Chicago found its way through the neutral zone with significantly more ease in Game 4 than it did in Game 3. Chara knocked down a long outlet on Toews' goal, but the Chicago captain beat Lucic to the puck in the neutral zone and carried it in with speed.
This is one area where the Bruins will rightfully take blame for not being sharp enough. Shortly after Kane's goal made it 3-1, Marian Hossa had a great opportunity because a Seidenberg pass went through the skates of Boston forward Rich Peverley for a turnover in the neutral zone.
There were simple breakdowns that didn't lead to goals. Bickell put a shot off the far post about 6 1/2 minutes into the third period because Kane was allowed to gather speed in his own end, skate through the middle of the ice and find him alone coming down the left wing.
"The mistakes that we made -- the decision-making wasn't very good last night, and that's not just on goals against," Boston coach Claude Julien said. "It was a lot of it, even in the neutral zone. I thought we gave them a lot of space. It doesn't mean they don't have a pace to their game, but it means we gave them too many options."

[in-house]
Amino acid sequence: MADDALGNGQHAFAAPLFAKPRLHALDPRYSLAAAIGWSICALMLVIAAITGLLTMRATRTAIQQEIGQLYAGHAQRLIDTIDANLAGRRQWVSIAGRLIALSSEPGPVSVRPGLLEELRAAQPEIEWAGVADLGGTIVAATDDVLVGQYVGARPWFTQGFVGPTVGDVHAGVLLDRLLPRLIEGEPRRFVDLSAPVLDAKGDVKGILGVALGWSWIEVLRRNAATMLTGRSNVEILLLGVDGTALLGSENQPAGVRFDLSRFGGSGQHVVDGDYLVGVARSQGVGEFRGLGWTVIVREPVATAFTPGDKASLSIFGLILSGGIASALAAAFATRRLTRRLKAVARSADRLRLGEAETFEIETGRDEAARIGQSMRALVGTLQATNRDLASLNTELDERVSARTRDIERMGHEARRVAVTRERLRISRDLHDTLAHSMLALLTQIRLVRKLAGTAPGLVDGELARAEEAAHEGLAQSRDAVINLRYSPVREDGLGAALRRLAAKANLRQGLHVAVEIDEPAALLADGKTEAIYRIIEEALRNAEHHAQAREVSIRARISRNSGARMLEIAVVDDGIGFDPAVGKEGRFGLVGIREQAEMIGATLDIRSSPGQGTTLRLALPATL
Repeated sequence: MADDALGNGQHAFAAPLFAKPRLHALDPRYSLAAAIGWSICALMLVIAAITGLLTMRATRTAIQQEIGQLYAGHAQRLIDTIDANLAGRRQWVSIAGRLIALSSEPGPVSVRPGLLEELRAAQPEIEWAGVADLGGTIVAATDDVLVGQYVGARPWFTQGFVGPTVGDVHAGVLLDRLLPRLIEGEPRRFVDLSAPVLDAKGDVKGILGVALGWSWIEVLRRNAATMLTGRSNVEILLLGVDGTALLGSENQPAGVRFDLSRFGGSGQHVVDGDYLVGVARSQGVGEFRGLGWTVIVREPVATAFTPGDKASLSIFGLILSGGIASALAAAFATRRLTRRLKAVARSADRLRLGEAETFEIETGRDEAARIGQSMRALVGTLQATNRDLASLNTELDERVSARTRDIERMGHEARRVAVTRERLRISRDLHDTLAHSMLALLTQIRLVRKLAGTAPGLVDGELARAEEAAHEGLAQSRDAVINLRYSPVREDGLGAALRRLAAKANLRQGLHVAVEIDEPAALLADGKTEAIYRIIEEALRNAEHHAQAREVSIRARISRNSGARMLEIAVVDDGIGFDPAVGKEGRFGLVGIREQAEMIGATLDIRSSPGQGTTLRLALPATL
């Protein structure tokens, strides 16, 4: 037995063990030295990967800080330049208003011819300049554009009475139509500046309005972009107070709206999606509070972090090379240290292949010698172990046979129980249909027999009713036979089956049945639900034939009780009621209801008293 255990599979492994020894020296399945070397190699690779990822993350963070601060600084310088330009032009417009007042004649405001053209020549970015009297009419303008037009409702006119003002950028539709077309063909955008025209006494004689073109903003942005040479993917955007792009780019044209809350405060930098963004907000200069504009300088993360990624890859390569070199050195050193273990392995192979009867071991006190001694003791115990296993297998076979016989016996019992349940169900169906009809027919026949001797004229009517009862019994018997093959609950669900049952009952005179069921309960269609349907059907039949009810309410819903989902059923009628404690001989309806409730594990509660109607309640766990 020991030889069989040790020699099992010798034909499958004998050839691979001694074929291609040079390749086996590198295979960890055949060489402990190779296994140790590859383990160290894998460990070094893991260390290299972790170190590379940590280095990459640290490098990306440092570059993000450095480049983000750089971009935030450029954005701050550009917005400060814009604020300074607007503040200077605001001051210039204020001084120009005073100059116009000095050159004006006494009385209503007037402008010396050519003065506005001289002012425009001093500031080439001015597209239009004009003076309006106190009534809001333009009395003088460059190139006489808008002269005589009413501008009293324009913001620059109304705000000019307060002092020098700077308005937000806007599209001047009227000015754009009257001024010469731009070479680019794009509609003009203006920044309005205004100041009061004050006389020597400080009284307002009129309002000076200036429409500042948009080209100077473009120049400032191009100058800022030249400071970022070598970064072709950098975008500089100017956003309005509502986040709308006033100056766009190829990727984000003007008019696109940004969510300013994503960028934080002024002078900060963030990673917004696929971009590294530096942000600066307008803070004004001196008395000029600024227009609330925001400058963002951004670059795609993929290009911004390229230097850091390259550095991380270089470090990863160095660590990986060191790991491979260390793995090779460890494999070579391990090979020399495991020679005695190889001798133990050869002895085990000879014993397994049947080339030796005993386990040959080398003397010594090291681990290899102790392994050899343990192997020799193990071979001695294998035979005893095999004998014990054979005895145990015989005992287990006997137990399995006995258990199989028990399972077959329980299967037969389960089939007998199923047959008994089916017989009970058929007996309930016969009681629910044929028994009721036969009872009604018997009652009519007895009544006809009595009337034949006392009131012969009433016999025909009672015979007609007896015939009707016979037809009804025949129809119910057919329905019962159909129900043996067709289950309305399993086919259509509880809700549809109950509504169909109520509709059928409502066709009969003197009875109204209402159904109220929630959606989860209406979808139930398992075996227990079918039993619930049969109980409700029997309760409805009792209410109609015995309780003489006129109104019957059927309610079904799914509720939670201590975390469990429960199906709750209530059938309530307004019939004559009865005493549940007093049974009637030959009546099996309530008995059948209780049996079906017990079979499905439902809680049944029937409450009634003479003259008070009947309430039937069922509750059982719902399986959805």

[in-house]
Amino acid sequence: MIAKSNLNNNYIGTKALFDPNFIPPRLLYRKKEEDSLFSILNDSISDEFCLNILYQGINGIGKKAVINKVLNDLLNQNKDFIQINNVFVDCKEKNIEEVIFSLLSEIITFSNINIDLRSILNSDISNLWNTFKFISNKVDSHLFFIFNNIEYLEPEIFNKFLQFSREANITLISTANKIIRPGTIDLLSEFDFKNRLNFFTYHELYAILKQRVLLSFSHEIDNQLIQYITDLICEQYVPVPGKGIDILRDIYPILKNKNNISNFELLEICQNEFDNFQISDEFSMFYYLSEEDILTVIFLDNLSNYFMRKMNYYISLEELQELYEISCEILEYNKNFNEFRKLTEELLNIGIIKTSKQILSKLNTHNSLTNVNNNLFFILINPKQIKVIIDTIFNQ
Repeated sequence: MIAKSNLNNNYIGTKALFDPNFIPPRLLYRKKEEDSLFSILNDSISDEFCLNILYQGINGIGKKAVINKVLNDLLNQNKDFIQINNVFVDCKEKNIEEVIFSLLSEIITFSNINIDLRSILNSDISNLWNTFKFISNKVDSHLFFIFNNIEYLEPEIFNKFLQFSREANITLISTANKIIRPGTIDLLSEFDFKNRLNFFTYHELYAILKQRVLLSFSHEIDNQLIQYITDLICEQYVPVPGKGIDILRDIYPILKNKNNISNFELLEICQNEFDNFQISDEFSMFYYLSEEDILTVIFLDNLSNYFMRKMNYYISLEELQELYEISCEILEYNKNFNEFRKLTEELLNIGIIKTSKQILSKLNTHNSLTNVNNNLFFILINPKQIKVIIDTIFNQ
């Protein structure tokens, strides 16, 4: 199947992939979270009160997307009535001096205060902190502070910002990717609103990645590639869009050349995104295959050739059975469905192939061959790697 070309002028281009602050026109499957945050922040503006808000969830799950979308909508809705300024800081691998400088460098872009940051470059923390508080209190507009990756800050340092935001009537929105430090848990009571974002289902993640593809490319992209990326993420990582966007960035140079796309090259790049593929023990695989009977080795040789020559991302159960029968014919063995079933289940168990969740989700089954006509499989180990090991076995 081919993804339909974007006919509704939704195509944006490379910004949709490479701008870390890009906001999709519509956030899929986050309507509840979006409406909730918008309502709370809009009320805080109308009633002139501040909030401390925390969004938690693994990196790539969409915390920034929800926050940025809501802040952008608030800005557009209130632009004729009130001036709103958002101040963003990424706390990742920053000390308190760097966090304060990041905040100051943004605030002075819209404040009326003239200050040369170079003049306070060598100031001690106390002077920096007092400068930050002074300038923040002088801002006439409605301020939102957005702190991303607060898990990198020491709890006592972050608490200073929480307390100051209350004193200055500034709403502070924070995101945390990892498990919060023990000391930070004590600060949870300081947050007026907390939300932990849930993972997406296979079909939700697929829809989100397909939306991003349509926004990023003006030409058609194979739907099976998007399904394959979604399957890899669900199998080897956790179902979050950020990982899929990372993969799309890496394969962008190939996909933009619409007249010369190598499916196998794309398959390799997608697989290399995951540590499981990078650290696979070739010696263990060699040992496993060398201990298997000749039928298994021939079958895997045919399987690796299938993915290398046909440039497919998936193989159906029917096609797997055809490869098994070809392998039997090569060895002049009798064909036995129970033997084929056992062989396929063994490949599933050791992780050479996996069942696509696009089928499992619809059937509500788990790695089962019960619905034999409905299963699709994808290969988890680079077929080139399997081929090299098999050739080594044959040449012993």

While just about every NHL team will take advantage of neutral-zone turnovers and find transition opportunities from them, the Blackhawks were lethal against the Bruins while generating transition from their own end in Game 4.
Chicago scored a pair of goals on 2-on-1s, and both came from quick defense-to-offense moves -- rookie Brandon Saad took the puck from Tyler Seguin on one, and Dave Bolland banked a short pass off the boards to spring Marcus Kruger and Michal Frolik on the other.
These types of plays aren't possible if the forwards aren't committed to helping out on defense. If they don't track back far enough, Boston's forecheckers will eat up potential outlet plays.
Kane's goal started because he, Toews and Bickell were in perfect position to break out of their own end before the play in the Boston zone ever started. Sharp had a great chance to make it 4-1 because Andrew Shaw was able to chip the puck past a Bruins defenseman in the Chicago zone to start a 2-on-1 for Sharp and Michal Handzus.
"It was something that we wanted to try and establish early, was playing as a group, playing as a five-man unit on the ice, tight together, close, moving with speed, moving the puck well," Seabrook said. "Our forwards were doing a great job of back checking last night. They were unbelievable. They really got the game going for all of us.
"We were just trying to play and play our game and play with speed. Things did open up a little bit, but I thought we did a good job of opening up and coming back for support, supporting the D. We were able to hit the forwards with speed. Our forwards are unbelievable at skating through neutral zone with speed, making little passes, give-and-goes and things like that, and I thought they created a lot for themselves."